Not that I’m making excuses, but my explanation:I started homeschooling my daughter (who’s now seven) in January. After spending eight months or so, last year, being at her school all day, five days a week, to train a paraprofessional in dealing with all her diabetic issues, the director of the school informed me, on the last day of school last spring, that the para would no longer be available to keep an eye on my daughter for most of the day;they just couldn’t raise enough money. (Keep in mind [I think I’ve mentioned somewhere on this blog before] that we live way out in the hills, and our local school is a small, private, independently-run, fund-raiser-financed school that was kept going initially by a group of parents when our district closed our local public school a few years ago, due to lack of funding. They have no federal or state funding [so no nurse;no 504 plans, etc], and stay open each year by the skin of their teeth, the generosity of one rock-star dad and his amazing wife and family, and a whole lot of hard-working parent volunteers. The nearest district public school to us is a good half-hour drive one way, or a 45-minute-to-an-hour ride, mostly out of cell-phone range, on a school bus;not an acceptable alternative for a diabetic kid. That’s the context here…) So, I was informed by the director that the para I had just spent an entire school year training would now be in Vini’s classroom for only two hours each morning, and after that either Zeke or I would need to be at the school, or we could take her home and homeschool her for the rest of the day. So, we tried partial homeschooling, meaning  scrambling to get Vini to school by 8:30, after sometimes having been up most of the night monitoring her insulin/sugar;dealing with her breakfast and breakfast insulin;staying at the school until 9:15 AM, at which time the para would show up in the classroom;racing home to try to get some work done while constantly texting back and forth with the para (who, even after a year of training, did not feel fully comfortable monitoring Vini), often from areas of our property where it was difficult to get phone service, which meant walking away from whatever work we were doing at the moment to try to find a spot we could text from;racing up to get to school by 11:30 AM when the para went to lunch, to sit in the last half of math class;staying at school for recess and lunchtime, so Vini could have some social time (even though this “social time” was very regimented);then leaving at 12:30 (right after lunch) to go home or to one of Vini’s extracurricular activities. We did this for all of last fall, which was unbelievably stressful for us. In December we made the decision to fully homeschool.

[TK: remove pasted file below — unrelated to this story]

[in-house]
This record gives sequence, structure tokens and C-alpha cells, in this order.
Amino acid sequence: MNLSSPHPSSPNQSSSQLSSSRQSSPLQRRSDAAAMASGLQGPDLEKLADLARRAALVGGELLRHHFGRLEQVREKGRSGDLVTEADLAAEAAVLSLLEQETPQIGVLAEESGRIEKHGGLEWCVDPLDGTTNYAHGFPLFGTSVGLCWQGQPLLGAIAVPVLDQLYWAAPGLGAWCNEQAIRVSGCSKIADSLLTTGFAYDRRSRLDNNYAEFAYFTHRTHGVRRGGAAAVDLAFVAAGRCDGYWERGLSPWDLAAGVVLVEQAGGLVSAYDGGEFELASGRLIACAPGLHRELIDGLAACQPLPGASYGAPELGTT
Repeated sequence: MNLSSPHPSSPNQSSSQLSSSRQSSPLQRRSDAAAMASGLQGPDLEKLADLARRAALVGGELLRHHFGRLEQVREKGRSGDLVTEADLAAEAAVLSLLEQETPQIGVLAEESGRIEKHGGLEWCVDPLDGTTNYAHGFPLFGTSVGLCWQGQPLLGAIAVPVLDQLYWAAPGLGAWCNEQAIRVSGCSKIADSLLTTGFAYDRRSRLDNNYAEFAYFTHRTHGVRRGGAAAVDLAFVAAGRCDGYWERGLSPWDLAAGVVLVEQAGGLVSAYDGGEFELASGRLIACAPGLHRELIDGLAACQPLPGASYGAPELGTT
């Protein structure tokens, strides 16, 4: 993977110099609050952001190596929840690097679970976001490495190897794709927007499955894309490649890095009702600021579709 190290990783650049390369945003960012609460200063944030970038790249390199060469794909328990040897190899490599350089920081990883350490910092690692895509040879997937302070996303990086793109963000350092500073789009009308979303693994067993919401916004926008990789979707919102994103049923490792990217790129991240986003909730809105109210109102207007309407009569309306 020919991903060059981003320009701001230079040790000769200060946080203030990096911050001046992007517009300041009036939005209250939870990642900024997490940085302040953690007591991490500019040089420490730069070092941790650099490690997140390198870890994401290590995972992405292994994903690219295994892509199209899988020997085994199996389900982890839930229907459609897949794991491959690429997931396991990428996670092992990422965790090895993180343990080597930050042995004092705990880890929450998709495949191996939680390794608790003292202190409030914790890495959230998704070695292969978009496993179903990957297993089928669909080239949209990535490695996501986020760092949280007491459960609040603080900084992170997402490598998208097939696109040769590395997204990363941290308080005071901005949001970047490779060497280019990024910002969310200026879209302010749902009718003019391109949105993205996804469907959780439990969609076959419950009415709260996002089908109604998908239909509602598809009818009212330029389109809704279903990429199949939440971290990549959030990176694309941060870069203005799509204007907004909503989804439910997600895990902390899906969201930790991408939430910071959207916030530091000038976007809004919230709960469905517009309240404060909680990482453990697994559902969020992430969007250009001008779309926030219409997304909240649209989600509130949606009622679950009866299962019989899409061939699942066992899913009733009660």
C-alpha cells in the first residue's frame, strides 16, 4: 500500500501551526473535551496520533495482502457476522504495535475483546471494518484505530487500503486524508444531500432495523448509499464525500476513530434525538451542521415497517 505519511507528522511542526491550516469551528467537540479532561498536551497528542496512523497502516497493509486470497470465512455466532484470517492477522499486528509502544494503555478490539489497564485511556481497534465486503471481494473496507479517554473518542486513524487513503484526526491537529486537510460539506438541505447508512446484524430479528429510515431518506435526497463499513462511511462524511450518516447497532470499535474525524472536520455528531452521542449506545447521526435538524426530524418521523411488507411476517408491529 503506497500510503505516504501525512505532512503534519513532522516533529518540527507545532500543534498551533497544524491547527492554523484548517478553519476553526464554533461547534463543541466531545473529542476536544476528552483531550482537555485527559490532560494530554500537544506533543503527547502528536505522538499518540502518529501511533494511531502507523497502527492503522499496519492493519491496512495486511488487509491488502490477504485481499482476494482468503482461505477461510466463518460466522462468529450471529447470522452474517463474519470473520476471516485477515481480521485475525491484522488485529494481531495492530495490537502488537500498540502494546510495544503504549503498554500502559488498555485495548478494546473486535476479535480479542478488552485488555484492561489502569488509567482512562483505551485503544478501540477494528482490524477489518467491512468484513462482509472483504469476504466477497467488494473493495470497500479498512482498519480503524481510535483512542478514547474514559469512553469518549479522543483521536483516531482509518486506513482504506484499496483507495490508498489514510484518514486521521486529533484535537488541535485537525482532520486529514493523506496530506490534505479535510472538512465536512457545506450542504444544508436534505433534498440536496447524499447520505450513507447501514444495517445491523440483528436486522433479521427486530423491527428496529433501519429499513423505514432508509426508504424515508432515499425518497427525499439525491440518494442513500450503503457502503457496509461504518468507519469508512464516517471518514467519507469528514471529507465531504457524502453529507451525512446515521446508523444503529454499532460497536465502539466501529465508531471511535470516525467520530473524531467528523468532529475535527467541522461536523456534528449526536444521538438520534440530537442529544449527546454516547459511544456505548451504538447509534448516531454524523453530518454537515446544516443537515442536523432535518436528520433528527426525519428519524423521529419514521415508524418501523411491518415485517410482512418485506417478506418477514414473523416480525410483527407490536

Now it has been one full semester, and I won’t say it has been easy. I will say, however, that I don’t think we’ll ever go back. Vini has learned more in the last five months than she learned in 2 and 1/2 years of school. She is reading years beyond her grade level, doing math about a year ahead, has learned a lot of history, geography, mythology, cultural studies, science, music and art that she never would have acquired in school. She’s discovered many interests, has learned how to do research on her own into subjects she’s passionate about, and best of all, went through this entire horrible cold and flu season without getting sick once! She’s actually getting enough sleep! She has a couple of groups of homeschooling friends, and in general a much broader and more meaningful social life, including a few intimate friendships of the kind she never really had the time to establish when going to school took up so much time out of each day and week. She is thriving. A lack of diabetes care led us to the decision to homeschool, but the incredible community, freedom, artistic and academic exploration we’ve discovered is keeping us here.